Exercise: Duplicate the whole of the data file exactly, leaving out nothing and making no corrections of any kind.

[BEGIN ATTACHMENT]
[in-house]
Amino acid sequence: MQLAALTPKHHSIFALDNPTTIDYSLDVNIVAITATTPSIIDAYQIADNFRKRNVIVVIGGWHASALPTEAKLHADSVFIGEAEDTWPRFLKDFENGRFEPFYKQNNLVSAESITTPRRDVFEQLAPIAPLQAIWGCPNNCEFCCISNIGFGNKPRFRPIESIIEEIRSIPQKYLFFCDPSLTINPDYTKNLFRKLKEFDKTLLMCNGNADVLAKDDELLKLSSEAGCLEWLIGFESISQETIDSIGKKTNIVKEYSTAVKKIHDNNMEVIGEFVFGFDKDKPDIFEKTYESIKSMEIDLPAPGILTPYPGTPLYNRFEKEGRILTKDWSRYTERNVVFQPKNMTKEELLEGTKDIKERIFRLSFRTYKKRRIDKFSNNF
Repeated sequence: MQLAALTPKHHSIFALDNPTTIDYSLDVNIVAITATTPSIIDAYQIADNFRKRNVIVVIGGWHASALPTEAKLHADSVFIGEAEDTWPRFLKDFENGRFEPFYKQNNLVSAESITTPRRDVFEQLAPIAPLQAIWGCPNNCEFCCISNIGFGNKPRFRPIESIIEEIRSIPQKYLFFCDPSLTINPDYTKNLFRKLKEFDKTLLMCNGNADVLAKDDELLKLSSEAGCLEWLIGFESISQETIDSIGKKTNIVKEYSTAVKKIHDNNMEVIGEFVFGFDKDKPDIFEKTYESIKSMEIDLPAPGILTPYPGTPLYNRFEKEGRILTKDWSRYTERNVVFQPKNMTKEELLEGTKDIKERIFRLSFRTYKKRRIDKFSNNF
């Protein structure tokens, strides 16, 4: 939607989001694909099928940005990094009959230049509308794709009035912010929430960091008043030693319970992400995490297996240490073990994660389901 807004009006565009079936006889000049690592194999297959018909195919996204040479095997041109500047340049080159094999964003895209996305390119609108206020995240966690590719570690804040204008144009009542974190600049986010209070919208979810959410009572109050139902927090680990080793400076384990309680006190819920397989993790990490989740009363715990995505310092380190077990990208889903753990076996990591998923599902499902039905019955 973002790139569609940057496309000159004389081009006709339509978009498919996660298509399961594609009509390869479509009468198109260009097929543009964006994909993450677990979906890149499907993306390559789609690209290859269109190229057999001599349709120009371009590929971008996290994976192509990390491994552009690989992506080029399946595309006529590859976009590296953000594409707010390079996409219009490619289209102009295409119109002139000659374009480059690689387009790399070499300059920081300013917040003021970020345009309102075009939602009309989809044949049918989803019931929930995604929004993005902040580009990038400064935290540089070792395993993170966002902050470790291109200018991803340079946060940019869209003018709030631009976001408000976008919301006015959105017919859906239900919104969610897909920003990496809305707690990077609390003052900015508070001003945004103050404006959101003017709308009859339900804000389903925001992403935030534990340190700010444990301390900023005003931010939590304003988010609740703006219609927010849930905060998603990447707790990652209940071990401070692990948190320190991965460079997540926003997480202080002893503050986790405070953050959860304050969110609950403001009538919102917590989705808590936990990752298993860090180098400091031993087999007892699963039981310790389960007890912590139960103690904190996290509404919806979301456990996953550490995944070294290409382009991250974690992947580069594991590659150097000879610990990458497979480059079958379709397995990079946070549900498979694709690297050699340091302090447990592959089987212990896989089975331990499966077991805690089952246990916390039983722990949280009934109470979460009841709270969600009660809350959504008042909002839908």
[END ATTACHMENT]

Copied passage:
[in-house]
Amino acid sequence: MQLAALTPKHHSIFALDNPTTIDYSLDVNIVAITATTPSIIDAYQIADNFRKRNVIVVIGGWHASALPTEAKLHADSVFIGEAEDTWPRFLKDFENGRFEPFYKQNNLVSAESITTPRRDVFEQLAPIAPLQAIWGCPNNCEFCCISNIGFGNKPRFRPIESIIEEIRSIPQKYLFFCDPSLTINPDYTKNLFRKLKEFDKTLLMCNGNADVLAKDDELLKLSSEAGCLEWLIGFESISQETIDSIGKKTNIVKEYSTAVKKIHDNNMEVIGEFVFGFDKDKPDIFEKTYESIKSMEIDLPAPGILTPYPGTPLYNRFEKEGRILTKDWSRYTERNVVFQPKNMTKEELLEGTKDIKERIFRLSFRTYKKRRIDKFSNNF
Repeated sequence: MQLAALTPKHHSIFALDNPTTIDYSLDVNIVAITATTPSIIDAYQIADNFRKRNVIVVIGGWHASALPTEAKLHADSVFIGEAEDTWPRFLKDFENGRFEPFYKQNNLVSAESITTPRRDVFEQLAPIAPLQAIWGCPNNCEFCCISNIGFGNKPRFRPIESIIEEIRSIPQKYLFFCDPSLTINPDYTKNLFRKLKEFDKTLLMCNGNADVLAKDDELLKLSSEAGCLEWLIGFESISQETIDSIGKKTNIVKEYSTAVKKIHDNNMEVIGEFVFGFDKDKPDIFEKTYESIKSMEIDLPAPGILTPYPGTPLYNRFEKEGRILTKDWSRYTERNVVFQPKNMTKEELLEGTKDIKERIFRLSFRTYKKRRIDKFSNNF
């Protein structure tokens, strides 16, 4: 939607989001694909099928940005990094009959230049509308794709009035912010929430960091008043030693319970992400995490297996240490073990994660389901 807004009006565009079936006889000049690592194999297959018909195919996204040479095997041109500047340049080159094999964003895209996305390119609108206020995240966690590719570690804040204008144009009542974190600049986010209070919208979810959410009572109050139902927090680990080793400076384990309680006190819920397989993790990490989740009363715990995505310092380190077990990208889903753990076996990591998923599902499902039905019955 973002790139569609940057496309000159004389081009006709339509978009498919996660298509399961594609009509390869479509009468198109260009097929543009964006994909993450677990979906890149499907993306390559789609690209290859269109190229057999001599349709120009371009590929971008996290994976192509990390491994552009690989992506080029399946595309006529590859976009590296953000594409707010390079996409219009490619289209102009295409119109002139000659374009480059690689387009790399070499300059920081300013917040003021970020345009309102075009939602009309989809044949049918989803019931929930995604929004993005902040580009990038400064935290540089070792395993993170966002902050470790291109200018991803340079946060940019869209003018709030631009976001408000976008919301006015959105017919859906239900919104969610897909920003990496809305707690990077609390003052900015508070001003945004103050404006959101003017709308009859339900804000389903925001992403935030534990340190700010444990301390900023005003931010939590304003988010609740703006219609927010849930905060998603990447707790990652209940071990401070692990948190320190991965460079997540926003997480202080002893503050986790405070953050959860304050969110609950403001009538919102917590989705808590936990990752298993860090180098400091031993087999007892699963039981310790389960007890912590139960103690904190996290509404919806979301456990996953550490995944070294290409382009991250974690992947580069594991590659150097000879610990990458497979480059079958379709397995990079946070549900498979694709690297050699340091302090447990592959089987212990896989089975331990499966077991805690089952246990916390039983722990949280009934109470979460009841709270969600009660809350959504008042909002839908």